On hearing that someone is warm you will understand that we are talking about a friendly person. But why warm? Is it pure chance that we use the same adjective for describing people and for talking about concrete temperature perception? Or is there a deeper connection between these uses and experiences underlying them? These questions have attracted considerable attention from both psychologists and linguists. A recently published paper by Maria Koptjevskaja Tamm and Dmitry Nikolaev reports on a first systematic cross-lingual study of the exponents of conceptual metaphor AFFECTION IS WARMTH (Lakoff & Johnson, 1980; Grady, 1997), which provides the motivation for the large share of research in this area. Based on a sample of 94 languages from all around the world and using methodology borrowed from typological linguistics and mixed-effects regression modelling, this study show that the relevant expressions show a remarkably skewed distribution and seem to be absent or extremely marginal in the majority of language families and linguistic macro-areas. The study demonstrates the dramatic influence of the Anglocentric, Standard Average European, and WEIRD perspective on many of the central concepts and conclusions in linguistics, psychology and cognitive research and discusses how changing this perspective can impact research in social psychology in general and in social thermoregulation in particular.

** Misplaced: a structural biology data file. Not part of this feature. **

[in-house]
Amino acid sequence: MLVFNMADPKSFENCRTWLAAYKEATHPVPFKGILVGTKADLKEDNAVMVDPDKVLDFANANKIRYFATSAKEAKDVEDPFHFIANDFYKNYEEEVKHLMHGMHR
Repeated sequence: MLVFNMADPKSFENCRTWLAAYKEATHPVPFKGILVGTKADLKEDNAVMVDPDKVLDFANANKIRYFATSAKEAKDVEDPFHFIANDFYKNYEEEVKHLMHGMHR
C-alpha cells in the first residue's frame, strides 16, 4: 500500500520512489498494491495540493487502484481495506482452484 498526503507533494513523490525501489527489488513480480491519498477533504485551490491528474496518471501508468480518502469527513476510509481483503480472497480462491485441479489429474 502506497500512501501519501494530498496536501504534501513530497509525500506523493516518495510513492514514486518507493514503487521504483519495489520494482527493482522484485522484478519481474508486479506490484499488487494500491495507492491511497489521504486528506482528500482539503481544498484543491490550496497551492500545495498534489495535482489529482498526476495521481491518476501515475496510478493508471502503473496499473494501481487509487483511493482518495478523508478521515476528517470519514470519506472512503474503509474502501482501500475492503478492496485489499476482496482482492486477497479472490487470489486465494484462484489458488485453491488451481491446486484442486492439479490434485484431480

Koptjevskaja-Tamm, M., and Nikolaev, D. (2021). Talking About Temperature and Social Thermoregulation in the Languages of the World. International Review of Social Psychology, 34(1): 22, 1–23. DOI: https://doi.org/10.5334/irsp.410

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